China's factory gate prices rise to record high in September

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China's factory gate prices rise to record high in September

China's annual factory gate prices grew on record in September, as they were driven by energy curbs and soaring commodity prices, piling pressure on businesses struggling with supply bottlenecks.

The producer price index PPI rose 10.7 percent from a year earlier in September, the National Bureau of Statistics NBS said on Thursday, the biggest rise since the data began to be compiled in 1996. Economists in a Reuters poll had expected PPI to grow 10.5 percent following a 9.5 percent increase in August.

A growing power shortage in China, caused by the country's transition to clean energy, booming industrial demand and high commodity prices have halted production at numerous factories including many supplying large global brands such as Apple.

The power crunch has hit output across the cement, steel and aluminum industries, while utility companies have struggled to keep up with post-pandemic power demand.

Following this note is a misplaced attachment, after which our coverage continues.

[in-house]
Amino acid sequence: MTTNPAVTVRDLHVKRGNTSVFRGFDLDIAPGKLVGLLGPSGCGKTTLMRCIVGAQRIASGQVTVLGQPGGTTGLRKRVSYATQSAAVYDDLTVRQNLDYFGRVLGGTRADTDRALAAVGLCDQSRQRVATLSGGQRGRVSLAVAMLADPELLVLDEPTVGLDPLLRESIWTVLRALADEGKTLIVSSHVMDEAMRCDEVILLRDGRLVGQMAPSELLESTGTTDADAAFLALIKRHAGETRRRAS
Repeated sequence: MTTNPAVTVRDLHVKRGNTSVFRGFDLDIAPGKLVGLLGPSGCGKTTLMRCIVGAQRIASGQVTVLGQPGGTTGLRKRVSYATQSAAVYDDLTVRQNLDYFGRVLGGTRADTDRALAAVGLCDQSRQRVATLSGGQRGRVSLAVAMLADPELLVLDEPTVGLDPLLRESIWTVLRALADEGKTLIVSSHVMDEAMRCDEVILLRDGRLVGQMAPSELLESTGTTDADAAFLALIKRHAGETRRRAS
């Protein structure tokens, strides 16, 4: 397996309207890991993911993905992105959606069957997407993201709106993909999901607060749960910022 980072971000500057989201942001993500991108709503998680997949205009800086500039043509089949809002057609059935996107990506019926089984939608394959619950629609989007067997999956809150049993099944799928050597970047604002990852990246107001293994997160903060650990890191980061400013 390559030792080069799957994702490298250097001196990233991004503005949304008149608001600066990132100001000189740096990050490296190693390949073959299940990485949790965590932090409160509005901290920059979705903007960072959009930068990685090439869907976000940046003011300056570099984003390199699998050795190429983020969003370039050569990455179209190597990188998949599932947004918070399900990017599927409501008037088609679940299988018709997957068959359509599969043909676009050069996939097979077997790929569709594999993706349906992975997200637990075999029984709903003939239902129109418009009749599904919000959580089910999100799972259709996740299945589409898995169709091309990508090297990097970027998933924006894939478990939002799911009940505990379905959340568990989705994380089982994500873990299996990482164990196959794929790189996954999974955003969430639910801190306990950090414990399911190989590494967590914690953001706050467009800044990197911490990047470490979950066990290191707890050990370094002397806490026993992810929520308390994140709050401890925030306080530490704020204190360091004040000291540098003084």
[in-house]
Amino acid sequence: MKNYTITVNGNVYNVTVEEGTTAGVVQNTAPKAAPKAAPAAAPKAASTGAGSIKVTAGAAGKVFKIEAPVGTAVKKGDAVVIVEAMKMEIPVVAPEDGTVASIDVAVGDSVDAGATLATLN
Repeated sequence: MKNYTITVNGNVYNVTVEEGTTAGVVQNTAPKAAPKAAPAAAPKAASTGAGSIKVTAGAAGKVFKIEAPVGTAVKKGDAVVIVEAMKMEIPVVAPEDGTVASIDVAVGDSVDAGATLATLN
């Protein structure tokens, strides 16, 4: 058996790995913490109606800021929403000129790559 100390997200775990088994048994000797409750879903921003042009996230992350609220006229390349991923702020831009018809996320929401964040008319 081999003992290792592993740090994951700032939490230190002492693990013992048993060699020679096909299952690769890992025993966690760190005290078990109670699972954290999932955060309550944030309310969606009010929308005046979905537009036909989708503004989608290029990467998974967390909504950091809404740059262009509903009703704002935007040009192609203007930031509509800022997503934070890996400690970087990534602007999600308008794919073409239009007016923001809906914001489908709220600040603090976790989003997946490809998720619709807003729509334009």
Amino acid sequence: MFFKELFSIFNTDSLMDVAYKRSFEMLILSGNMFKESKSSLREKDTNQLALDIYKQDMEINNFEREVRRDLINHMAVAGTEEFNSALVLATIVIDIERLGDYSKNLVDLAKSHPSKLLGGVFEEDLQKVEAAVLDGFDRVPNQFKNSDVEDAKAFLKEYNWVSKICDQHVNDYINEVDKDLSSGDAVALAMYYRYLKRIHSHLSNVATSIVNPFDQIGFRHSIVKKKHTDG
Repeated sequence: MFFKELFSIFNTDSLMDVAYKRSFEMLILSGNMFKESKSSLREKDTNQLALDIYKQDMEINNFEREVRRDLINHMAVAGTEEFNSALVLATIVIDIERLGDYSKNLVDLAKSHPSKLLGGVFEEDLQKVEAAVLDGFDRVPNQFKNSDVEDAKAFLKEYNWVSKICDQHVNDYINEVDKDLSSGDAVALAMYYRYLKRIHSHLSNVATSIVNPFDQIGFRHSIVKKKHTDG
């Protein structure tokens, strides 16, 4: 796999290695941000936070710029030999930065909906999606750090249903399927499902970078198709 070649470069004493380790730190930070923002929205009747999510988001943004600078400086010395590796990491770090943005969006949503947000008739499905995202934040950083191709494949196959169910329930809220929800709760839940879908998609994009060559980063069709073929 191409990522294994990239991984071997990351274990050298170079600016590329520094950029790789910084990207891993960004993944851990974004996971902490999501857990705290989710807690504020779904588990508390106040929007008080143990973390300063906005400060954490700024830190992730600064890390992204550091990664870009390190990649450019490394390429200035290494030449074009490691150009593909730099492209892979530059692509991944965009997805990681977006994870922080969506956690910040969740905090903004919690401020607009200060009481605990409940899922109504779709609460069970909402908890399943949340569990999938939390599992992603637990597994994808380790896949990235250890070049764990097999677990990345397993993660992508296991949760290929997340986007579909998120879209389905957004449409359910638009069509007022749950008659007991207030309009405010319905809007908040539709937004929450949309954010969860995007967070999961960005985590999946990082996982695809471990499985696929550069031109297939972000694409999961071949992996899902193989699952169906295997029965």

Against this backdrop, Chinese energy and petrochemicals futures rose to record highs on Monday, further supported by an oil price rally.

Thermal coal prices at the Zhengzhou Commodity Exchange increased 62 percent last month and were last up 8 percent at 1,408. The US exchange rate for 20 yuan US $ 218.77 ton was already a quarter of what it had been for two years and with a coal shortage is now zero.

Beijing has taken a raft of measures to prevent record-high coal prices and ease the country's power crunch, including encouraging coal miners to boost output and manage electricity demand at industrial plants.

Despite this, coal prices have remained high, partly due to the shutdown of dozens of coal mines as floods hit the top coal producing province of Shanxi.

NBS data also showed China's consumer price index CPI rose in September 0.7 percent, bigger than the Reuters polled estimate of 0.95 percent gain and a 0.8 percent rise in August.

Beijing is importing pork to support the price of staple meat after they plunged earlier this year, leading to heavy losses for farmers.

Core inflation, which strips out volatile food and energy prices, was set at 1.2 percent in September after disappearing in August.